NetBeans Day San Francisco
- Approximately 800 people in attendance
- Over 10 million NetBeans downloads
- Over 30,000 NetBeans CDs shipped worldwide
- More than 100 partners support NetBeans with plugins, active
- JBoss and AMD are new members
- Subversion support
Arriving in San Francisco early Sunday morning, I knew it wouldn't be long until I was neck deep in Java technology. I relaxed Sunday, knowing that the next few days would be a marathon of technical sessions, keynote speakers, and product announcements. It was a good day to charge up...and what better way than at a Dodgers vs Giants game! Barry Bonds didn't hit his 714 homer, but it was a great game, especially if you're a Dodgers fan.
OK, so my work week starts today at NetBeans Day. I arrived at the Argent Hotel near noon to find a line extending down an escalator, across the hotel registration area, and nearly out the door. The Argent Hotel must be a great hotel, I thought...but wait, those are NetBeans shirts and JavaOne bags I see. Huh? Oh no, I'll never get in. Luck prevailed, and I squeezed into the main hall for the opening session. (Thanks to Robert Demmer and Gregg Sporar for waving me through without an official registration badge!)
Entering the venue, I caught a rare glimpse of Sun's new CEO Jonathan Schwartz and our new software leader Rich Green. Hey, I'm not a professional photographer, so I feel lucky to get even this. Rich is on the left, Jonathan on the right. Both of these two have a strong affinity for tools. Developers use tools. When tools are good, developers are happy. When developers are happy, they write good apps for your platform. Sun wants happy developers, and these two are committed to the NetBeans community.
The NetBeans 5.5 beta is now available. It brings Subversion plugin support. Refactoring is a big bonus.
Jonathan Schwartz, the new CEO at Sun, reminded the crowd of approximately 800 NetBeans users that "Innovation happens elsewhere" and reiterated Sun's commitment to the NetBeans community. He said that Sun's market opportunities improve as developer tools improve.
Jonathan acted as proxy for the Java community when he asked the software group's new leader Rich Green whether Sun would turn over Java to the open source community. Rich didn't give a clear yes or no answer, but he did say that the brand name and compatibility were important. He seemed to hint that open source was a possibility, however, when he said "Why not?" as long as Sun can maintain both the brand name and compatibility across platforms. I'm not sure that means Sun will pursue an open source route with the Java platform, but he didn't rule it out either. The clear message, however, was this: the community has been asking more and more from Sun, and Sun will increasingly ask for more from the community. The Mustang project is a clear example of this new and welcome involvment of the Java platform community.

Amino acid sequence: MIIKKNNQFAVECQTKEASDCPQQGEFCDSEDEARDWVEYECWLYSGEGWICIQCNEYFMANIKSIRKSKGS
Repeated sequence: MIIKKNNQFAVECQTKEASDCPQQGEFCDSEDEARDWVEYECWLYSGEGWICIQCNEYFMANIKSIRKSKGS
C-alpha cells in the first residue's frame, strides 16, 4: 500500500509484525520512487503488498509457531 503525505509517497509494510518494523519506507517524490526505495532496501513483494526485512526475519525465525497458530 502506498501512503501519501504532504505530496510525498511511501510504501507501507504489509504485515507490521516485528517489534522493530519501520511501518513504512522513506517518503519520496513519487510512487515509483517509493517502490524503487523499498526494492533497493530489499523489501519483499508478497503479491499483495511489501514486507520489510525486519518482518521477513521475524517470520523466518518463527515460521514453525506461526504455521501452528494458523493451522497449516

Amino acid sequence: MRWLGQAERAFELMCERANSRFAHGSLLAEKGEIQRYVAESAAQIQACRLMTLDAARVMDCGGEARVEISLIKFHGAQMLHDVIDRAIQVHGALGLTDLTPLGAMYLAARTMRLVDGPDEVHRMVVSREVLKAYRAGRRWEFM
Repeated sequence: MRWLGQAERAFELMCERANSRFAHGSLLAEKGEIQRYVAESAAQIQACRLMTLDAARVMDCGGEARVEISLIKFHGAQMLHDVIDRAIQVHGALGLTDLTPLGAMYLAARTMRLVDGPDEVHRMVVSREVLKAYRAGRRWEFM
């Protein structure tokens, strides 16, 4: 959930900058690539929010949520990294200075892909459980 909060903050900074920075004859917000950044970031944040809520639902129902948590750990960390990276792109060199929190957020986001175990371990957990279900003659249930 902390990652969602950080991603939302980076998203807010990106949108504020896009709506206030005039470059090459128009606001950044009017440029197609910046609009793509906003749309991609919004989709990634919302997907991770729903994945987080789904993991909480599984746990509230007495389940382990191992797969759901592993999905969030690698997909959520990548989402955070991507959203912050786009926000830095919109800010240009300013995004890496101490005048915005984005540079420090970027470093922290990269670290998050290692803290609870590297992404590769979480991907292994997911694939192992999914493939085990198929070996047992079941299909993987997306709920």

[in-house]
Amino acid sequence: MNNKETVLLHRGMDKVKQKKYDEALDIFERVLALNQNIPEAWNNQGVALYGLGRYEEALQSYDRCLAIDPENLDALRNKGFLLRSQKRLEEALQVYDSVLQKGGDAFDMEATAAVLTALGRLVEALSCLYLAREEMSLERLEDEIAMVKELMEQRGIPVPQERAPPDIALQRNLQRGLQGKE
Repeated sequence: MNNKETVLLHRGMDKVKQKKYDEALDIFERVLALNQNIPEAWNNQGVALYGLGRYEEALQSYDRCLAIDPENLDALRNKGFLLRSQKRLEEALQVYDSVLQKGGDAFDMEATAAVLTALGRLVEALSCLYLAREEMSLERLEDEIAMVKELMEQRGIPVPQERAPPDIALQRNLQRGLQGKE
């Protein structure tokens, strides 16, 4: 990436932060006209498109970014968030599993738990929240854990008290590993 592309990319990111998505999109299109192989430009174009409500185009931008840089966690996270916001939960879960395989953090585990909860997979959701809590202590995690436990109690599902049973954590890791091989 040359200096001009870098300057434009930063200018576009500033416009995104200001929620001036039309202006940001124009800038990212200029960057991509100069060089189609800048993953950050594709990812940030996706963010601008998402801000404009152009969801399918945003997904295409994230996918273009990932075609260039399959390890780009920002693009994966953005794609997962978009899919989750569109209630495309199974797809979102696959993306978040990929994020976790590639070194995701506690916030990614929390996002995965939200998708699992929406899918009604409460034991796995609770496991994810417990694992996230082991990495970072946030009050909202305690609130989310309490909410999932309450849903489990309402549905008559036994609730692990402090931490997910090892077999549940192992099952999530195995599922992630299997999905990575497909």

Neal Gafter and Josh Bloch tricked the crowd with multiple optical illusions. Good clean entertainment. Of course, the point of these illusions is to point out that we don't see reality sometimes, even if we're staring right at it. The Java language also has a few tricky areas that can confuse programmers and create wrong results. They gave several examples...with unabashed advertising towards their book which contains more. If interested, you can find "Java Puzzlers" at your favorite book seller.
NetBeans is the common platform for many developer tools including these:
- Java Studio Creator
- Java Studio Enterprise
- Java Mobility Pack
Although you have to download these products separately to get the full functionality of each product, the community and Sun clearly plan to change that. Sometime in the future, you should see Sun turning over more developer tools to the open source community. That means that you'll be able to use the best of all these products as plugins to the core NetBeans tool. Want the UML tool from the Enterprise product in your NetBeans IDE? Fine. It'll probably be a plugin soon. Look for more and more new plugins available to NetBeans as Sun releases its own tools to the open source community.
There are more activities (parties?) tonight too...Java Community Process, NetBeans, Alumni...if you're here for JavaOne, you'll fit in somewhere. But don't stay out too late...the JavaOne marathon begins tomorrow morning at 8:30 AM! See you there!